For FISH analysis, 0.6 million PC were fixed in methanol/acetic acid (3/1 vol) and dropped on slides. FISH experiments were performed according to standard Abbott/Vysis protocols. Microscope analysis was performed by two examiners using specific filters (for SpectrumAqua™, SpectrumGreen™ and SpectrumOrange™, Abbott, Rungis, France). In all, 100 nuclei were scored by each examiner, and hyperdiploidy was assessed when at least two of the three probes were in more than two copies in at least 20% of the nuclei. Probes specific for t(4;14)(p13;q32), t(11;14)(q13;q32), and del(13) (LSI D13S319) were furnished by Abbott/Vysis and used according to standard recommendations.
Results and discussion
Results are summarized in Table 1. Hyperdiploidy was arbitrarily fixed for DI higher than 1.04, and tetraploidy for DI higher than 1.6. Based on DI, 91 patients were diploid (only one patient with a DI=1.03), 104 patients were hyperdiploid (median DI=1.24, range=1.05–1.5), seven patients were hypodiploid (median DI=0.95, range=0.78–0.98), and only three patients were classified as tetraploid. In 12 patients (6%), two or even three different peaks were observed, corresponding to the presence of two or three clones. Thus, hyperdiploidy was assessed in 51% of the patients, in tight agreement with the conventional cytogenetics literature showing hyperdiploidy in 50–55% of the patients. The two methods of ploidy assessment were highly correlated. This was especially true for the identification of hyperdiploidy, which was the goal of this study (Figure 1). One expected exception to this correlation was observed for the evaluation of hypodiploidy. Flow cytometry is known to be insensitive for hypodiploidy detection. This is especially the case in MM where deep hypodiploidy is rather uncommon. Moreover, the probes selected for this assay have been chosen for hyperdiploidy detection and correspond to chromosomes that are almost never lost in hypodiploid cases. Thus, this lack of sensitivity for hypodiploidy detection is not problematic as these cases would be included in the nonhyperdiploid group.
In contrast, FISH was highly sensitive for the detection of hyperdiploidy. Only six cases with low hyperdiploidy by DI (indexes=1.05–1.10) were not detected by FISH. These results are concordant with the cytogenetic literature, which showed that most hyperdiploid karyotypes are characterized by the gain of at least two of these three chromosomes. Interestingly, these six false negative patients presented with t(11;14). Most cases with t(11;14) are pseudodiploid or have a low hyperdiploidy with gain of unusual chromosomes. This study also shows that hyperdiploid cases detected by karyotyping are not biased by the high proliferation rate, but reflect hyperdiploidy per se.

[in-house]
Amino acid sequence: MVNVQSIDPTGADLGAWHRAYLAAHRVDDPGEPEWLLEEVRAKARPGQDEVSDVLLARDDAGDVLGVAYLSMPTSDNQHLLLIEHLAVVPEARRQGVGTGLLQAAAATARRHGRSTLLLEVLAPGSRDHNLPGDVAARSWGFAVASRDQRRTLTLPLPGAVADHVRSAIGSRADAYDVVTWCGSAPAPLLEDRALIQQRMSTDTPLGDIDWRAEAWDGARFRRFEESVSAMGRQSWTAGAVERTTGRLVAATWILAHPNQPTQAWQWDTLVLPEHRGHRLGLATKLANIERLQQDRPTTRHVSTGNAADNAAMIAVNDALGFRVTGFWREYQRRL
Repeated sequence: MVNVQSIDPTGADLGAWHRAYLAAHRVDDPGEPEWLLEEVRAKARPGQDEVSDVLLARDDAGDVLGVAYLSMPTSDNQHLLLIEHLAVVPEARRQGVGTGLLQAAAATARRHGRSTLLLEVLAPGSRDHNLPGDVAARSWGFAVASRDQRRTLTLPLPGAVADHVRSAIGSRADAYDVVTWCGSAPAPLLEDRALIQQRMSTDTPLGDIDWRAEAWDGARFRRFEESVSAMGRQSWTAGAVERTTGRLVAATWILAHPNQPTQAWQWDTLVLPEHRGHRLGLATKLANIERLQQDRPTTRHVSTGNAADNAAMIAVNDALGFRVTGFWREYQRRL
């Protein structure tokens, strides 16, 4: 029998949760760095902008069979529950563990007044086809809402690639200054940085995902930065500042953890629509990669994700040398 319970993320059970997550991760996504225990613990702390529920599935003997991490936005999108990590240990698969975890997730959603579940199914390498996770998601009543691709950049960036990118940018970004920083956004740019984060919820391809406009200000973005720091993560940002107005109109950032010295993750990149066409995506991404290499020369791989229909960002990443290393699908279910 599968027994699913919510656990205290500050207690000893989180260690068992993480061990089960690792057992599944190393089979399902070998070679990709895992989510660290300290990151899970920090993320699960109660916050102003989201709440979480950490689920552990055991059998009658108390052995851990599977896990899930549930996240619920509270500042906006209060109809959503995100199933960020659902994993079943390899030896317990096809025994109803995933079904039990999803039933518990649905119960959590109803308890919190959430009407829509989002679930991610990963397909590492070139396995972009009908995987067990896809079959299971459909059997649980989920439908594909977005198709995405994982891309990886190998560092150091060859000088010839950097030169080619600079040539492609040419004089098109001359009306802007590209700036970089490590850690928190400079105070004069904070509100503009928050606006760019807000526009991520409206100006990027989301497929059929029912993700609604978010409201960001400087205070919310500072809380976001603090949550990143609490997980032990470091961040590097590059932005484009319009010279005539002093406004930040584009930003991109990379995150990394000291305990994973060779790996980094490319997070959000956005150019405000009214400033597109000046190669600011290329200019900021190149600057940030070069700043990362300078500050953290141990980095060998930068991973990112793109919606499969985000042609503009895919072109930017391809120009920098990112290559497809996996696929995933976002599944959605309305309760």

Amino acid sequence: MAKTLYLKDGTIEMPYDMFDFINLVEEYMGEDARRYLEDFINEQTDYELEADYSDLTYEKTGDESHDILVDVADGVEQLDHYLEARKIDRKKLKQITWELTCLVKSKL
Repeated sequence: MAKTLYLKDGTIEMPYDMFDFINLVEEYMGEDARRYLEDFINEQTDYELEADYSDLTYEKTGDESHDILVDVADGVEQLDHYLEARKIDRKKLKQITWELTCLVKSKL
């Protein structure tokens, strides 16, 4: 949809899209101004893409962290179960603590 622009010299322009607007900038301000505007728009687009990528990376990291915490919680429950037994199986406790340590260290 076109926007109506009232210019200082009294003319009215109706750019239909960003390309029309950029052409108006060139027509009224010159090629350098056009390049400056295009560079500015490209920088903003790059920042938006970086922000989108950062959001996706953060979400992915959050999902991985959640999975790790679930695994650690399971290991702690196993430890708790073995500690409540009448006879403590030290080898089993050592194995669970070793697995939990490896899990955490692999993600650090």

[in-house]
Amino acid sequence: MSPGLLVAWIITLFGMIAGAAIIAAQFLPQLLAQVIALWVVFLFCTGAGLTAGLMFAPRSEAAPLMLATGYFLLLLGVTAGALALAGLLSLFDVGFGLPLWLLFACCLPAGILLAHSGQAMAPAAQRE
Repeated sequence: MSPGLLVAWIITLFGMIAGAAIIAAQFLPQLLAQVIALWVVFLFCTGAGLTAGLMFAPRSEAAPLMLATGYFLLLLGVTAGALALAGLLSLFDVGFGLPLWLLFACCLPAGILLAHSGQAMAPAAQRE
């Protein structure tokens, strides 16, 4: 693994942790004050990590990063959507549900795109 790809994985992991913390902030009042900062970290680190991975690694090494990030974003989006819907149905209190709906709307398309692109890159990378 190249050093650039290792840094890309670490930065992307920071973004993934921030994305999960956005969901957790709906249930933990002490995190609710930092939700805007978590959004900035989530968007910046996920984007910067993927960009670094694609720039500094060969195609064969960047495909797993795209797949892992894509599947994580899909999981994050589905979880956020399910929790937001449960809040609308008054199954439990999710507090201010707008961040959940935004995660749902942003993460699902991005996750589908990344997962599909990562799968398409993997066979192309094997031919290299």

All 205 patients have also been analyzed for t(4;14)(p16;q32), t(11;14)(q13;q32), and del(13q14). Translocation t(11;14) was detected in 52 patients (25% of the series). This incidence is higher than previously reported by us and others,21, 22, 23 possibly related to the size of the series or to some bias induced by the selection of cases with at least 106 purified PC. Although not reported previously, patients with t(11;14) may have a higher bone marrow plasmacytosis. However, as previously reported by others, t(11;14) was especially observed in nonhyperdiploid patients (diploidy in 42 cases, range=1–1.03, hypodiploidy in three cases, range=0.85–0.95, tetraploidy in one patient, DI=1.69, and hyperdiploidy in seven patients, range=1.05–1.20).23 Translocation t(4;14) was observed in 26 cases (13% of the series). Most t(4;14)-positive cases were also in the nonhyperdiploid group (17 diploid cases, two hypodiploid cases, and seven hyperdiploid cases, range=1.07–1.32). Thus, as described previously, the two most frequent 14q32 translocations clustered in the nonhyperdiploidy group (87% for t(11;14) and 73% for t(4;14)).24 The rare t(11;14)-positive cases falling in the hyperdiploidy group presented a low hyperdiploidy (median=1.08, range=1.05–1.2), whereas the median DI was 1.19 (range=1.07–1.32) in the t(4;14)-positive hyperdiploid cases.
Del(13) was observed in 116 patients (57%). Of the 104 hyperdiploid patients, 50 (48%) did present del(13) vs 67 of the 101 nonhyperdiploid patients (66%). Even though this correlation is statistically significant (P<0.02), these results seem slightly different from those previously published, which showed a much higher significant association between del(13) and hypodiploidy.7 We confirm here the strong association between t(4;14) and del(13).22 The del(13) was observed in 21/26 of the t(4;14)-positive patients (81%). In contrast, no association was seen with t(11;14) and del(13) as reported previously.
In conclusion, this study utilizes a novel FISH test to separate myeloma into hyperdiploid and nonhyperdiploid groups. The nonhyperdiploid group is tightly associated with recurrent 14q32 translocations and to a lesser degree with del(13). As this test is performed in interphase, it is independent of the proliferation rate. This test will permit the evaluation of the prognostic value of ploidy in myleoma without the need for karyotyping and is currently being used for the patients enrolled in the IFM 99 therapeutic trials. These studies should enable to address the issue of the true prognostic value of ploidy per se. Actually, the reports addressing these questions have been performed by conventional cytogenetics, thus in patients with a high proliferation. Whether the prognostic value is associated mostly to ploidy or mostly to proliferation is an interesting question.
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This study has been supported by a grant from the Ligue contre le Cancer, and by a Programme Hospitalier de Recherche Clinique.
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Wuilleme, S., Robillard, N., Lodé, L. et al. Ploidy, as detected by fluorescence in situ hybridization, defines different subgroups in multiple myeloma. Leukemia 19, 275–278 (2005). https://doi.org/10.1038/sj.leu.2403586